—After more than three years of promoting the supposed “education reform,” Mr. Nuño (iv) still cannot present any argument even minimally related to education in favor of what is really his “payroll adjustment program.” His arguments have been, up to this point, the same as any overseer during the era of Porfirio Diaz: hysterical screaming, blows, threats, firings, and imprisonments—the same things employed by any sad and mediocre candidate that aspires to play the role of postmodern police.
—They have beat them, gassed them, imprisoned them, threatened them, fired them unjustly, slandered them, and declared a de facto state of siege in Mexico City. What’s next? Will they disappear them? Will they murder them? Seriously? The “education” reform will be born upon the blood and cadavers of the teachers? Are they going to replace the teachers’ encampments with police and military encampments? Are they going to substitute the protest blockades with those of tanks and bayonets?
—Lessons for Nuño on terrorism: the taking of hostages (which is what the detention of members of the CNTE leadership is), for whatever kind of terrorism (by the state as well as by its fundamentalist mirrors) is a mechanism to force dialogue and negotiation. We don’t know if there above they realize it, but it turns out that the other side (the teachers) is the one seeking dialogue and negotiation. Or did the SEP (Department of Education) affiliate with ISIS and start taking hostages just to sow terror?
—There is an anecdote that circulated among the government intelligence services of the great powers. It is said that in order to win the media battle during the Vietnam War, the North American intelligence services created—that is the word specifically—scenes of resounding victories, of the growing weakness of the enemy, of the moral and material strength of the US troops. As it turns out, the strategy called “winning hearts and minds,” initially destined to be waged in Vietnam, instead had to be waged in the streets of the big cities of the United States. After that April of 1975—which echoed back to another defeat at Playa Girón [Bay of Pigs] in dignified Cuba the same month, but in 1961—a North American official said: “the problem is that we fabricate so many lies for the media that we end up believing them ourselves. We created a staging for victory that hid our defeat. Our own stridency kept us from hearing the noise of our own collapse. It’s not bad to lie; the bad thing is to believe one’s own lies.” Anyway, clearly we Zapatistas don’t know much about the media, but in our humble opinion, it’s bad business to head up a press campaign for a shameless privatization with a sad, mediocre overseer who wants to be a policeman.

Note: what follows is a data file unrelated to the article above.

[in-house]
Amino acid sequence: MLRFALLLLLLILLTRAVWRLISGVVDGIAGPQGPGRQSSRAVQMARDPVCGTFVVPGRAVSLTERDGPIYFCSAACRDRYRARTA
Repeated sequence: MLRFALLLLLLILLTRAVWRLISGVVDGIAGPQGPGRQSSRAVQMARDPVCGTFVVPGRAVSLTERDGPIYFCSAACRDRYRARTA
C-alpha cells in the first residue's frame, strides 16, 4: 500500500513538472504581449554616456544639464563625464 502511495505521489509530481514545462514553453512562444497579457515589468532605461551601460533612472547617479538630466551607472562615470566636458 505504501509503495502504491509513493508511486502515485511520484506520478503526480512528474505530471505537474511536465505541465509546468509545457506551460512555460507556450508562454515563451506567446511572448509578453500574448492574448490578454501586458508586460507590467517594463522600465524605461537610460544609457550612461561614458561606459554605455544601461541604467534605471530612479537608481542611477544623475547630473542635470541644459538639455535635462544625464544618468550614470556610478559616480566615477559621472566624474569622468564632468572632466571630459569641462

—What the teachers [maestros, maestras, maestroas] do is start children off in the first steps of science and art.
i. A derogatory term referencing those who accept gifts or handouts—often a sandwich at a rally—from the political parties in return for support.
ii. Traditional dancers from Chiapa de Corzo, Chiapas.
iii. Manuel Velasco Coello is the governor of Chiapas, nicknamed el güero Velasco for his whiteness.
iv. Aurelio Nuño Mayer is Secretary of the Department of Education.